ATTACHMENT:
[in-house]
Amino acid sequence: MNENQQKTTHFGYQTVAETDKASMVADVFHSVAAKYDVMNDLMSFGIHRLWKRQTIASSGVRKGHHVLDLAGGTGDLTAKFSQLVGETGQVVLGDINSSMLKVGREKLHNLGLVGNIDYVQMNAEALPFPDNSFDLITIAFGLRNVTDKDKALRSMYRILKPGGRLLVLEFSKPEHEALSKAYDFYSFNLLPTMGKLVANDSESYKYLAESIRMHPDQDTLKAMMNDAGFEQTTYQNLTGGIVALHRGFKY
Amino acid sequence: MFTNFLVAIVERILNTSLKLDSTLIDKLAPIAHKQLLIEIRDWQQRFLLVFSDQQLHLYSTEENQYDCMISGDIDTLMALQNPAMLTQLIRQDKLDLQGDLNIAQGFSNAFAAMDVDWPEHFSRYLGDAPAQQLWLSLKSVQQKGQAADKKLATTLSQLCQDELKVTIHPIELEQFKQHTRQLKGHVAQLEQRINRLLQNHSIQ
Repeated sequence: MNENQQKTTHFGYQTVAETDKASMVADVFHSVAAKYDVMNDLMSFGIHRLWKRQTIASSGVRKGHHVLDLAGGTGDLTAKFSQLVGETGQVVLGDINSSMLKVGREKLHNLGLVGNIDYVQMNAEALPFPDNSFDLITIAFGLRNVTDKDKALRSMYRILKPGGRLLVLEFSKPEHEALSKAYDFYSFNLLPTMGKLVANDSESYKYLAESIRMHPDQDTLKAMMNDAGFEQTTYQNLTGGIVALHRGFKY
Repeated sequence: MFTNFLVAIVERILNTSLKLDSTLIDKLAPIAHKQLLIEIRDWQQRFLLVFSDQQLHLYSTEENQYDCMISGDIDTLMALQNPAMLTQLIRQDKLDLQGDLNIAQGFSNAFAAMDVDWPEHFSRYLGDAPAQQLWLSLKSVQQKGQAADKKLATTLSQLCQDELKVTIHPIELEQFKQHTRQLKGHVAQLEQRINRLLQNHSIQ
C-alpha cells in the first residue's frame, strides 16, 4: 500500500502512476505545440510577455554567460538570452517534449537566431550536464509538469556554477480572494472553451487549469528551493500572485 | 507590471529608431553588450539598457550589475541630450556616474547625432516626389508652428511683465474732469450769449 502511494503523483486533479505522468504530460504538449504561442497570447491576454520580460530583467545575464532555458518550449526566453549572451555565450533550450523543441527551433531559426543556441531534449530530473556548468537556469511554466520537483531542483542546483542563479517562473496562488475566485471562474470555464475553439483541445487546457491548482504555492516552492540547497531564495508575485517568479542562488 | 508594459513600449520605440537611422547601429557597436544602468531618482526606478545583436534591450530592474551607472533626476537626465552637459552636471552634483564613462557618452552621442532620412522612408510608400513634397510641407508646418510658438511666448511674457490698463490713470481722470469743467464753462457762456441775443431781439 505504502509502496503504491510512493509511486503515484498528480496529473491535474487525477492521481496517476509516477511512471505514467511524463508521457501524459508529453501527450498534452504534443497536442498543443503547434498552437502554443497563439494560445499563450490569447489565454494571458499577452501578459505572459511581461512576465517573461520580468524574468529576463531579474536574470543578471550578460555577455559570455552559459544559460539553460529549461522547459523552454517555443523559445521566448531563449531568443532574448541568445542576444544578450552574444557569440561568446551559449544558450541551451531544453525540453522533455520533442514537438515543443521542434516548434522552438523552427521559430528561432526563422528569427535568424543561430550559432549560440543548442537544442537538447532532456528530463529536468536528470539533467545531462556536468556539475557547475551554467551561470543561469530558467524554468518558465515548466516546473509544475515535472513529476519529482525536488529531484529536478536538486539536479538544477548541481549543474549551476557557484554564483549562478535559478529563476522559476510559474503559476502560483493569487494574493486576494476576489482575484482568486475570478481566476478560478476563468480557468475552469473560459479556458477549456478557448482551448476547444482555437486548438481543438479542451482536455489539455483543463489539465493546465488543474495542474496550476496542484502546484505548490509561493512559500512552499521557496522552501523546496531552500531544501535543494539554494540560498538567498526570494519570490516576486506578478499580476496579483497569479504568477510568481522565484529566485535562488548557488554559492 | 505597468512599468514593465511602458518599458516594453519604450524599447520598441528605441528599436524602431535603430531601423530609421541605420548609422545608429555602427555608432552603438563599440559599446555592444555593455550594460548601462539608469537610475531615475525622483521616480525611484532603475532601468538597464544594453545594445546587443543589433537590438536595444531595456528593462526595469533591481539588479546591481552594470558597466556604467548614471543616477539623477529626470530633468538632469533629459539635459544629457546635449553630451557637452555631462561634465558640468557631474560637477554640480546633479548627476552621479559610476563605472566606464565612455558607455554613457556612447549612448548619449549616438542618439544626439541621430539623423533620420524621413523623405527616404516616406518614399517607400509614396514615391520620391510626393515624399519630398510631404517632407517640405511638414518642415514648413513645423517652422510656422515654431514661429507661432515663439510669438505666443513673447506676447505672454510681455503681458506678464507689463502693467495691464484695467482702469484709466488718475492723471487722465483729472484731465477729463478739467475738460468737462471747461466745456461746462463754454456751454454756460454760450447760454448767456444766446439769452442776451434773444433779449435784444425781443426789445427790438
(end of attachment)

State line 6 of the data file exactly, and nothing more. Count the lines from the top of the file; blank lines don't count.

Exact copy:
C-alpha cells in the first residue's frame, strides 16, 4: 500500500502512476505545440510577455554567460538570452517534449537566431550536464509538469556554477480572494472553451487549469528551493500572485 | 507590471529608431553588450539598457550589475541630450556616474547625432516626389508652428511683465474732469450769449 502511494503523483486533479505522468504530460504538449504561442497570447491576454520580460530583467545575464532555458518550449526566453549572451555565450533550450523543441527551433531559426543556441531534449530530473556548468537556469511554466520537483531542483542546483542563479517562473496562488475566485471562474470555464475553439483541445487546457491548482504555492516552492540547497531564495508575485517568479542562488 | 508594459513600449520605440537611422547601429557597436544602468531618482526606478545583436534591450530592474551607472533626476537626465552637459552636471552634483564613462557618452552621442532620412522612408510608400513634397510641407508646418510658438511666448511674457490698463490713470481722470469743467464753462457762456441775443431781439 505504502509502496503504491510512493509511486503515484498528480496529473491535474487525477492521481496517476509516477511512471505514467511524463508521457501524459508529453501527450498534452504534443497536442498543443503547434498552437502554443497563439494560445499563450490569447489565454494571458499577452501578459505572459511581461512576465517573461520580468524574468529576463531579474536574470543578471550578460555577455559570455552559459544559460539553460529549461522547459523552454517555443523559445521566448531563449531568443532574448541568445542576444544578450552574444557569440561568446551559449544558450541551451531544453525540453522533455520533442514537438515543443521542434516548434522552438523552427521559430528561432526563422528569427535568424543561430550559432549560440543548442537544442537538447532532456528530463529536468536528470539533467545531462556536468556539475557547475551554467551561470543561469530558467524554468518558465515548466516546473509544475515535472513529476519529482525536488529531484529536478536538486539536479538544477548541481549543474549551476557557484554564483549562478535559478529563476522559476510559474503559476502560483493569487494574493486576494476576489482575484482568486475570478481566476478560478476563468480557468475552469473560459479556458477549456478557448482551448476547444482555437486548438481543438479542451482536455489539455483543463489539465493546465488543474495542474496550476496542484502546484505548490509561493512559500512552499521557496522552501523546496531552500531544501535543494539554494540560498538567498526570494519570490516576486506578478499580476496579483497569479504568477510568481522565484529566485535562488548557488554559492 | 505597468512599468514593465511602458518599458516594453519604450524599447520598441528605441528599436524602431535603430531601423530609421541605420548609422545608429555602427555608432552603438563599440559599446555592444555593455550594460548601462539608469537610475531615475525622483521616480525611484532603475532601468538597464544594453545594445546587443543589433537590438536595444531595456528593462526595469533591481539588479546591481552594470558597466556604467548614471543616477539623477529626470530633468538632469533629459539635459544629457546635449553630451557637452555631462561634465558640468557631474560637477554640480546633479548627476552621479559610476563605472566606464565612455558607455554613457556612447549612448548619449549616438542618439544626439541621430539623423533620420524621413523623405527616404516616406518614399517607400509614396514615391520620391510626393515624399519630398510631404517632407517640405511638414518642415514648413513645423517652422510656422515654431514661429507661432515663439510669438505666443513673447506676447505672454510681455503681458506678464507689463502693467495691464484695467482702469484709466488718475492723471487722465483729472484731465477729463478739467475738460468737462471747461466745456461746462463754454456751454454756460454760450447760454448767456444766446439769452442776451434773444433779449435784444425781443426789445427790438